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Toward Improved Endoscopic Mucosal Resection and Endoscopic Submucosal Dissection in Our Practice
The management of superficial bowel neoplasia (SBN) has experienced a paradigm shift in the last few decades. Surgery was the treatment option for such lesions most of the time, especially for non-polypoidal lesions where the standard polypectomy techniques were not applicable. However, with the introduction of endoscopic mucosal resection (EMR) and its adoption as a potentially effective treatment for mucosal lesions up to 20 mm in the treatment plan for cases with SBN, the landscape of management dramatically changed. The introduction of endoscopic submucosal dissection (ESD) later expanded further the treatment algorithm, where lesions of ≥20 mm in diameter and with possible submucosal invasion were effectively dissected.
The Egyptian practice community, in particular in gastroenterology and endoscopy, is expanding with the introduction of many junior endoscopists. However, in the structured training curricula, advanced endoscopic resection techniques are not formally taught. Hence, the practice community relies on the limited teaching and training resources for these techniques through hands-on training courses run mostly along the local and international conferences, together with live cases and watching stored video media, and in a few instances direct training under the direct guidance of the few local and renewed international experts. Consequently, the number of local experts in both EMR and ESD is few. Hence, the daily delivered service of resection for SBN across the country is limited, and the chance to deliver training for a wider audience of junior endoscopists is still low.
There are many barriers to the wide-scale popularity of both EMR and ESD in our Egyptian practice, which may include the prevalence rates of pathological lesions in the spectrum of indications of both techniques, the lack of awareness and proper knowledge among physicians caring for patients with SBN, financial constraints due to the relatively high cost, the lack of proper infrastructure within many endoscopy centers including the availability of working teams, sufficient number of magnification endoscopes, and probably more important is the deficiency of skilled endoscopists formally trained in both techniques.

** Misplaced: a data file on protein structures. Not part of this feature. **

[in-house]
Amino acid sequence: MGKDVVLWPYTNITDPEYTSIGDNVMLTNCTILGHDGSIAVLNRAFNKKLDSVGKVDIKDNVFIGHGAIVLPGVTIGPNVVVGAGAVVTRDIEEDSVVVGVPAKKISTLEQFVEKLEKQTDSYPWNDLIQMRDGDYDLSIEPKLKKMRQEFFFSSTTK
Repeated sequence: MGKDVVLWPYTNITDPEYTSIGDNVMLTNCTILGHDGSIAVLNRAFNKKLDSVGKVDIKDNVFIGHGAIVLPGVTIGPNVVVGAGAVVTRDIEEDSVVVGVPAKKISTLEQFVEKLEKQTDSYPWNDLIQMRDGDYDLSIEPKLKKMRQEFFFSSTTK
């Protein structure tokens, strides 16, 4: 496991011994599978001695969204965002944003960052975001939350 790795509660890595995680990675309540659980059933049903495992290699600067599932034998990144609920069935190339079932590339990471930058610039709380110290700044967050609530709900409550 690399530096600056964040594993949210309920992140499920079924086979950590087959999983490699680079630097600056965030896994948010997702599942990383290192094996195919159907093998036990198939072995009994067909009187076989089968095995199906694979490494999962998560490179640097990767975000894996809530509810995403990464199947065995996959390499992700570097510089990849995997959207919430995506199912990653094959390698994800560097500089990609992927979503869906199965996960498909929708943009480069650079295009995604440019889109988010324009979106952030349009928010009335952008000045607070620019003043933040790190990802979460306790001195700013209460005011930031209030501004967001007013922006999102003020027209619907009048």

The door is open for major improvements in all aspects till finally high-quality EMR and ESD training programs are delivered. The improvements should initially focus on the teaching curricula of gastroenterology with the insertion of theoretical data about both techniques, enhance the positive attitude toward early detection of the lesions through the implementation of screening programs, improve the interphysicians' communication for early referral of cases to highly equipped centers for treatment, and encourage the establishment of panel discussions in each center to discuss treatment for case by case. The skills of endoscopists also need major improvements through the application of well-organized training programs per the current guidelines.  This training should include hands-on ex vivo as well as in vivo models and the observed practice of real cases on human subjects. A rather more important focus is the improvement of the infrastructure of endoscopy units; this seems achievable through supplying a sufficient number of scopes with optical enhancements, construction of multidisciplinary teams, and securing a surgical backup team. Also, improve the skills of both the endoscopists and surgeons to manage such technique-related adverse events ([Fig. 1]). All these will eventually secure the delivery of high-quality EMR, and ESD with improved patient-oriented outcomes.
Received: 13 June 2023
Accepted: 14 July 2023
Article published online:
07 August 2023
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